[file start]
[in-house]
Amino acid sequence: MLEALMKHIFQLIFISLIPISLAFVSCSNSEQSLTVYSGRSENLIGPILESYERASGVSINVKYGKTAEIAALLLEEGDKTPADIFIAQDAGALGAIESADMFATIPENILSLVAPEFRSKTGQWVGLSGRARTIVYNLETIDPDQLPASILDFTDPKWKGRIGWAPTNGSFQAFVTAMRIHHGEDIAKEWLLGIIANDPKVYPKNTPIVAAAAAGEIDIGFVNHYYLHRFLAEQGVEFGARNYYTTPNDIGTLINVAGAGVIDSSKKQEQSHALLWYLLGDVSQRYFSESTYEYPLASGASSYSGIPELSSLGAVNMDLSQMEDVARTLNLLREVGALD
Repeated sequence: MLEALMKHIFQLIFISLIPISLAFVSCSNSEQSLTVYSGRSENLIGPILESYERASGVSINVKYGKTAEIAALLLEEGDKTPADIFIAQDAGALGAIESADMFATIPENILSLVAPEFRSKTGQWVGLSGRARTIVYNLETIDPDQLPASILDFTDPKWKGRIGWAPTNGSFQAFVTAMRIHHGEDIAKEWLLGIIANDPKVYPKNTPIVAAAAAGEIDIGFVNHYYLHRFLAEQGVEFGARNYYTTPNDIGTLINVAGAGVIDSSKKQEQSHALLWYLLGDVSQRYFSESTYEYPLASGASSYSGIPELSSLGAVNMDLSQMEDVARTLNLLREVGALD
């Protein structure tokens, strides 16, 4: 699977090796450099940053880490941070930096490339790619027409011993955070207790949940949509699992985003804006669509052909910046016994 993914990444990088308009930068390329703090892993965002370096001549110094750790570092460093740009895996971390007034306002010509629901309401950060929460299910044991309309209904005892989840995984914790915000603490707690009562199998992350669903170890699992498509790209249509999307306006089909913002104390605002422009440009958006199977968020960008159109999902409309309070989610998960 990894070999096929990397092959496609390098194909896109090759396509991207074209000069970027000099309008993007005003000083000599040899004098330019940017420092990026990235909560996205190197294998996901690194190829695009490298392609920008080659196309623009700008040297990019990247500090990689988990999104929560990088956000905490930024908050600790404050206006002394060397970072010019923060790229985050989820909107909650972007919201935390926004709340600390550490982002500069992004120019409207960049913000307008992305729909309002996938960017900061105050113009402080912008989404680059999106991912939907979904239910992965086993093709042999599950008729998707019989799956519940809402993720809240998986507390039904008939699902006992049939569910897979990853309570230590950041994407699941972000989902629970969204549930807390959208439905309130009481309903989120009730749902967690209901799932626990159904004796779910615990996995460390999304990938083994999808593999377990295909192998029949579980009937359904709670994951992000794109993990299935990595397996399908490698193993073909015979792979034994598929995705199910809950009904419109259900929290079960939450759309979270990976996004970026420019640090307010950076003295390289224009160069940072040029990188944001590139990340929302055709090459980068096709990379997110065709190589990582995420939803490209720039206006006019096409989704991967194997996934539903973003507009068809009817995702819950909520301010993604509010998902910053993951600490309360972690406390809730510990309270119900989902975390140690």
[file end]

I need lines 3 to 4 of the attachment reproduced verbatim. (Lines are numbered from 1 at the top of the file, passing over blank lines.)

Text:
Repeated sequence: MLEALMKHIFQLIFISLIPISLAFVSCSNSEQSLTVYSGRSENLIGPILESYERASGVSINVKYGKTAEIAALLLEEGDKTPADIFIAQDAGALGAIESADMFATIPENILSLVAPEFRSKTGQWVGLSGRARTIVYNLETIDPDQLPASILDFTDPKWKGRIGWAPTNGSFQAFVTAMRIHHGEDIAKEWLLGIIANDPKVYPKNTPIVAAAAAGEIDIGFVNHYYLHRFLAEQGVEFGARNYYTTPNDIGTLINVAGAGVIDSSKKQEQSHALLWYLLGDVSQRYFSESTYEYPLASGASSYSGIPELSSLGAVNMDLSQMEDVARTLNLLREVGALD
């Protein structure tokens, strides 16, 4: 699977090796450099940053880490941070930096490339790619027409011993955070207790949940949509699992985003804006669509052909910046016994 993914990444990088308009930068390329703090892993965002370096001549110094750790570092460093740009895996971390007034306002010509629901309401950060929460299910044991309309209904005892989840995984914790915000603490707690009562199998992350669903170890699992498509790209249509999307306006089909913002104390605002422009440009958006199977968020960008159109999902409309309070989610998960 990894070999096929990397092959496609390098194909896109090759396509991207074209000069970027000099309008993007005003000083000599040899004098330019940017420092990026990235909560996205190197294998996901690194190829695009490298392609920008080659196309623009700008040297990019990247500090990689988990999104929560990088956000905490930024908050600790404050206006002394060397970072010019923060790229985050989820909107909650972007919201935390926004709340600390550490982002500069992004120019409207960049913000307008992305729909309002996938960017900061105050113009402080912008989404680059999106991912939907979904239910992965086993093709042999599950008729998707019989799956519940809402993720809240998986507390039904008939699902006992049939569910897979990853309570230590950041994407699941972000989902629970969204549930807390959208439905309130009481309903989120009730749902967690209901799932626990159904004796779910615990996995460390999304990938083994999808593999377990295909192998029949579980009937359904709670994951992000794109993990299935990595397996399908490698193993073909015979792979034994598929995705199910809950009904419109259900929290079960939450759309979270990976996004970026420019640090307010950076003295390289224009160069940072040029990188944001590139990340929302055709090459980068096709990379997110065709190589990582995420939803490209720039206006006019096409989704991967194997996934539903973003507009068809009817995702819950909520301010993604509010998902910053993951600490309360972690406390809730510990309270119900989902975390140690």